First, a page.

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Health Policy. 2000 Oct;53(3):201-28.

Safe Motherhood interventions in low-income countries: an economic justification and evidence of cost effectiveness.

Author information

  • International Programme, Centre for Health Economics, University of York, YO10 5DD, York, UK. mj14@york.ac.uk

Abstract

It is estimated that 1600 women die world-wide each day as a result of problems during pregnancy or childbirth. A large proportion of these deaths is preventable. This article examines the economic case for investing in safe motherhood interventions, and reviews key evidence of the cost effectiveness of safe motherhood interventions. According to one study, antenatal and maternal services comprise two of the six most cost effective sets of health interventions in low-income countries. However, little detailed evidence exists regarding the relative cost effectiveness of antenatal care, post-abortion care and essential obstetric care. Despite this there is clear evidence that interventions such as substituting manual vacuum aspiration for dilatation and curettage can result in significant savings both for health facilities and patients. The paper estimates first that 26% of maternal deaths are avoidable through antenatal/community-based interventions, costing around 30% of the WHO Mother Baby Package; and secondly that access to quality essential obstetric care can prevent a further 48% of maternal deaths, consuming 24% of total Mother Baby Package costs. Further work on the cost effectiveness of safe motherhood interventions would provide useful information for policy makers concerned with reducing maternal mortality in the most efficient manner possible.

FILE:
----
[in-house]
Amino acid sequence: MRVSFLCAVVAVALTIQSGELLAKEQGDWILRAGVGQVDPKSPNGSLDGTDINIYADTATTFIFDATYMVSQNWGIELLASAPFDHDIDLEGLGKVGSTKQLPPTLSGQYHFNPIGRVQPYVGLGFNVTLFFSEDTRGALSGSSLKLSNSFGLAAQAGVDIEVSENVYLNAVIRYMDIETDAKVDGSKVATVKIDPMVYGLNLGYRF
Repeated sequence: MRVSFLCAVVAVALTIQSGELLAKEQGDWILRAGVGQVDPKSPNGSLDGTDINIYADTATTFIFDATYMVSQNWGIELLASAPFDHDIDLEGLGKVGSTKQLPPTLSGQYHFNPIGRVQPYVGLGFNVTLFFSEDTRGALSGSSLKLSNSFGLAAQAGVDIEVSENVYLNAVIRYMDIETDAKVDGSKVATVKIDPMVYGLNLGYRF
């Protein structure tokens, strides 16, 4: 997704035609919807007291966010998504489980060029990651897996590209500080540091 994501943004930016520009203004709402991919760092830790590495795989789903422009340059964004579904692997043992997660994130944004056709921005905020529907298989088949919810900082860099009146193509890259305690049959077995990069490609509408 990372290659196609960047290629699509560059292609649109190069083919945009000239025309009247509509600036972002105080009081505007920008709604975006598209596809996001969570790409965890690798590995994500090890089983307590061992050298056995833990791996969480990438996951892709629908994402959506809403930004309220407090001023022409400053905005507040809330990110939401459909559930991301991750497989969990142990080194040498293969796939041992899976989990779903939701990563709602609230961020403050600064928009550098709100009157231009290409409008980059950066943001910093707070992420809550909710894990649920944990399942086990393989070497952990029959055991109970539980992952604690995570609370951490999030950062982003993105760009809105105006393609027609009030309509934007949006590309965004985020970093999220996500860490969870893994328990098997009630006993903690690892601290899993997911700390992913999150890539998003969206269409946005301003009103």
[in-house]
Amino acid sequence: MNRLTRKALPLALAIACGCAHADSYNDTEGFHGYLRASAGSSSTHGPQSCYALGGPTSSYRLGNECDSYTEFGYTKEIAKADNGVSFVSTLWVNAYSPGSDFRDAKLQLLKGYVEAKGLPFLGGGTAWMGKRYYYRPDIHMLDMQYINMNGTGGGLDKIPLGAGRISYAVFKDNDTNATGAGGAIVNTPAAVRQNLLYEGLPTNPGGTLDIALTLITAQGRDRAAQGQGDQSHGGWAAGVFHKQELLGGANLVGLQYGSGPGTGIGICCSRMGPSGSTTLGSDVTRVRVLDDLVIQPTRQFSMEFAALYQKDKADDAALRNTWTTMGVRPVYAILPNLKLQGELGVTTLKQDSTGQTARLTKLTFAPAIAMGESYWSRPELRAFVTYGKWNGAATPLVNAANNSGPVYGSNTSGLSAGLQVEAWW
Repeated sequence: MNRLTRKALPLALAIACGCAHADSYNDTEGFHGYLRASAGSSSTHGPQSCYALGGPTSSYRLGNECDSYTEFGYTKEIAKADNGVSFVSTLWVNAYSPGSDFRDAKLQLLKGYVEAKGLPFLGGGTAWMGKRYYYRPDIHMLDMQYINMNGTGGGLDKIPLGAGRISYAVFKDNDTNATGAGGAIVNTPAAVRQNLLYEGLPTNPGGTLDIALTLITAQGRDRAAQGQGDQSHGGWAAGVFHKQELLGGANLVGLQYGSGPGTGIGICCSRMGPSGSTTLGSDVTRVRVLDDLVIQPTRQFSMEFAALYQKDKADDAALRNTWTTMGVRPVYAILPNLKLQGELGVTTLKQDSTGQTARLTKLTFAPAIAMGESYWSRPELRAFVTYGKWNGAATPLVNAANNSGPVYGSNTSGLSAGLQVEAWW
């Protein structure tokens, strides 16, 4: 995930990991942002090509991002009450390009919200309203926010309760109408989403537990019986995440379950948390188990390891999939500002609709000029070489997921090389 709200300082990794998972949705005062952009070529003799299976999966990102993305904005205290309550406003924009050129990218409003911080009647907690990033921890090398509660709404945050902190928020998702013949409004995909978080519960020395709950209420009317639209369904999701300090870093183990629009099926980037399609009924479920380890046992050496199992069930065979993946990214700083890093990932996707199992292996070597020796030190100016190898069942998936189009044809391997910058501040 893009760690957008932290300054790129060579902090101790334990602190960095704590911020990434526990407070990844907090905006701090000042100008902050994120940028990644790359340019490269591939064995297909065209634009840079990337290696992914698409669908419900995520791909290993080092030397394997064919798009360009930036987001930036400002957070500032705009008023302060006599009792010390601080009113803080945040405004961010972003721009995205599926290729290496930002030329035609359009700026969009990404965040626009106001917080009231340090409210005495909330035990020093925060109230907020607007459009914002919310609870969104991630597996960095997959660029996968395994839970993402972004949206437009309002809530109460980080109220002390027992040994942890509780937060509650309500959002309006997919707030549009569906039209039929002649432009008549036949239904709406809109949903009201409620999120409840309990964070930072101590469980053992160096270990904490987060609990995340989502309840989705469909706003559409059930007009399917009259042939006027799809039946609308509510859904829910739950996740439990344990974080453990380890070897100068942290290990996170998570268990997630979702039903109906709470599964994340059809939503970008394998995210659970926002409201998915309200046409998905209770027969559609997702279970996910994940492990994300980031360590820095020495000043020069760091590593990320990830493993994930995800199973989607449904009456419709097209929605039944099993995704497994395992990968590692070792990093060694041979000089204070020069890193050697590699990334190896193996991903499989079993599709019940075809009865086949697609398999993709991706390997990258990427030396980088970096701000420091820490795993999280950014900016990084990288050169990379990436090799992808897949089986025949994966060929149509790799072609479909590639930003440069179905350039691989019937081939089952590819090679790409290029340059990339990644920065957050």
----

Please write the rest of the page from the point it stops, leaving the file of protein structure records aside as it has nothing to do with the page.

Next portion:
PMID:
10996067
[PubMed - indexed for MEDLINE]
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